key topic

Migrant–native issues

Migration's impact on the native labor force is a major concern among politicians, policymakers, and the public, and is a key factor in shaping migration policy. Research shows that immigration and emigration have positive and negative implications for the native workforce, and that these often differ sharply from public perceptions and media coverage.

  • Enforcement and illegal migration Updated

    Enforcement deters immigration but with unintended consequences

    Pia Orrenius, November 2019
    Border enforcement of immigration laws raises the costs of illegal immigration, while interior enforcement also lowers its benefits. Used together, border and interior enforcement therefore reduce the net benefits of illegal immigration and should lower the probability that an individual will decide to illegally migrate. While empirical studies find that border and interior enforcement serve as deterrents to illegal immigration, immigration enforcement is costly and carries unintended consequences, such as a decrease in circular migration, an increase in smuggling, and higher prevalence of off-the-books employment and use of fraudulent and falsified documents.
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  • Immigrants and entrepreneurship Updated

    Business ownership is higher among immigrants, but promoting self-employment is unlikely to improve outcomes for the less skilled

    Immigrants are widely perceived to be highly entrepreneurial, contributing to economic growth and innovation, and self-employment is often viewed as a means of enhancing labor market integration and success among immigrants. Accordingly, many countries have established special visas and entry requirements to attract immigrant entrepreneurs. Research supports some of these stances, but expectations may be too high. There is no strong evidence that self-employment is an effective tool of upward economic mobility among low-skilled immigrants. More broadly prioritizing high-skilled immigrants may prove to be more successful than focusing on entrepreneurship.
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  • Can immigrants ever earn as much as native workers? Updated

    Immigrants initially earn less than natives; the wage gap falls over time, but for many immigrant groups it never closes

    Immigrants contribute to the economic development of the host country, but they earn less at entry and it takes many years for them to achieve parity of income. For some immigrant groups, the wage gap never closes. There is a wide variation across countries in the entry wage gap and the speed of wage assimilation over time. Wage assimilation is affected by year of entry, immigrant skill, ethnicity, and gender. Policies that facilitate assimilation of immigrant workers provide support for education, language, and employment. Such policies can also reduce barriers to entry, encourage naturalization, and target selection of immigrants.
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  • Why do STEM immigrants do better in one country than another?

    Where STEM immigrants were educated strongly influences their economic success and possibly their impact on innovation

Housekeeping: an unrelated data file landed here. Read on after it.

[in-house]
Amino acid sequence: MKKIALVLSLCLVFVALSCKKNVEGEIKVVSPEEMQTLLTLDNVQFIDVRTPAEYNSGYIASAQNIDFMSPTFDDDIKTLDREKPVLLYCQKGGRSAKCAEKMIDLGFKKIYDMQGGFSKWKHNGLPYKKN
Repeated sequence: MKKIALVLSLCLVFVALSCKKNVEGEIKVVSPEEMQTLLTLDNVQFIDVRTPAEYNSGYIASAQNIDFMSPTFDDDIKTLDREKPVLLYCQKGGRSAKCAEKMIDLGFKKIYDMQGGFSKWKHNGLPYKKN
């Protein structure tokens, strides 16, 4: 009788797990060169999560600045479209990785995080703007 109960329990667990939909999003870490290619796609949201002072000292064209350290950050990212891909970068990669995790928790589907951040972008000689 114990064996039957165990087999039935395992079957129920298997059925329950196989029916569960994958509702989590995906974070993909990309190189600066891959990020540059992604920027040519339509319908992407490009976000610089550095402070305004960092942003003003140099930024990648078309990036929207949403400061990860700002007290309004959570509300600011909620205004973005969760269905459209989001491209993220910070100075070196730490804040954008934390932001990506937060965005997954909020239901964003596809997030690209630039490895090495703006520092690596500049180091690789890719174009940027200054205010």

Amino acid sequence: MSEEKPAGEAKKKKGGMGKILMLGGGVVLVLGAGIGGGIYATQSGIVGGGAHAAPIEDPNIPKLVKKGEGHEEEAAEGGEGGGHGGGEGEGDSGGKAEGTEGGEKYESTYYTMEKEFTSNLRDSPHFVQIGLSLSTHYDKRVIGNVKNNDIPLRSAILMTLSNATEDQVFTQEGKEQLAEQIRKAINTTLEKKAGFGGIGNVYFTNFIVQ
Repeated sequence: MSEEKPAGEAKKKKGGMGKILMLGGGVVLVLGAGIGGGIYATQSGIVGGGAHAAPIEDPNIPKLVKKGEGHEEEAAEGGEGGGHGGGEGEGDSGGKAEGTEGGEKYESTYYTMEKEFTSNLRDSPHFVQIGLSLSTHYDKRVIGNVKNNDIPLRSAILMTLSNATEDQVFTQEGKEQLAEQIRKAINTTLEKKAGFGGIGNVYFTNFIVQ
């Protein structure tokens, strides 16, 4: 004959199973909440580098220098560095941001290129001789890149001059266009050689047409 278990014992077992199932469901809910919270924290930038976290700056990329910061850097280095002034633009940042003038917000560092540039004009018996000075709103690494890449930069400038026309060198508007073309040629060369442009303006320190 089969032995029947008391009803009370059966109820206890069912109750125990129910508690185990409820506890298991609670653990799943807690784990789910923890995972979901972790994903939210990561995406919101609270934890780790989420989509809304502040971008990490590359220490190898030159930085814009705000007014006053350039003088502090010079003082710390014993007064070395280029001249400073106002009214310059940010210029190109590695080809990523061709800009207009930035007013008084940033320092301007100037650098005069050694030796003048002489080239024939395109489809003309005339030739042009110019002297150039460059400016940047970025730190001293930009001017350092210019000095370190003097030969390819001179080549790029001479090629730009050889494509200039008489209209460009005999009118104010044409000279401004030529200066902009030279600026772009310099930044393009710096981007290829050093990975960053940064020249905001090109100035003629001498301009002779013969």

Garnett PicotFeng Hou, April 2019
    Canada, the US, and most Western countries are looking to STEM (science, technology, engineering, and mathematics) immigrants to boost innovation and economic growth. Canada in particular has welcomed many STEM immigrants over the past quarter of a century. In the US, there is an ongoing debate about whether the H–1B visa program is being used effectively to attract more STEM immigrants. Interestingly, significant differences exist between the two countries in earnings and likely the innovation activity of highly educated immigrants, which highlights the likely role of immigration policy in determining such outcomes.
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  • Crime and immigration Updated

    Do poor labor market opportunities lead to migrant crime?

    Brian Bell, January 2019
    Immigration is one of the most important policy debates in Western countries. However, one aspect of the debate is often mischaracterized by accusations that higher levels of immigration lead to higher levels of crime. The evidence, based on empirical studies of many countries, indicates that there is no simple link between immigration and crime, but legalizing the status of immigrants has beneficial effects on crime rates. Crucially, the evidence points to substantial differences in the impact on property crime, depending on the labor market opportunities of immigrant groups.
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  • The effect of emigration on home-country political institutions

    Migrants can have positive political effects on their home countries’ institutions

    Elisabetta Lodigiani, November 2016
    The number of immigrants from developing countries living in richer, more developed countries has increased substantially during the last decades. At the same time, the quality of institutions in developing countries has also improved. The data thus suggest a close positive correlation between average emigration rates and institutional quality. Recent empirical literature investigates whether international migration can be an important factor for institutional development. Overall, the findings indicate that emigration to institutionally developed countries induces a positive effect on home-country institutions.
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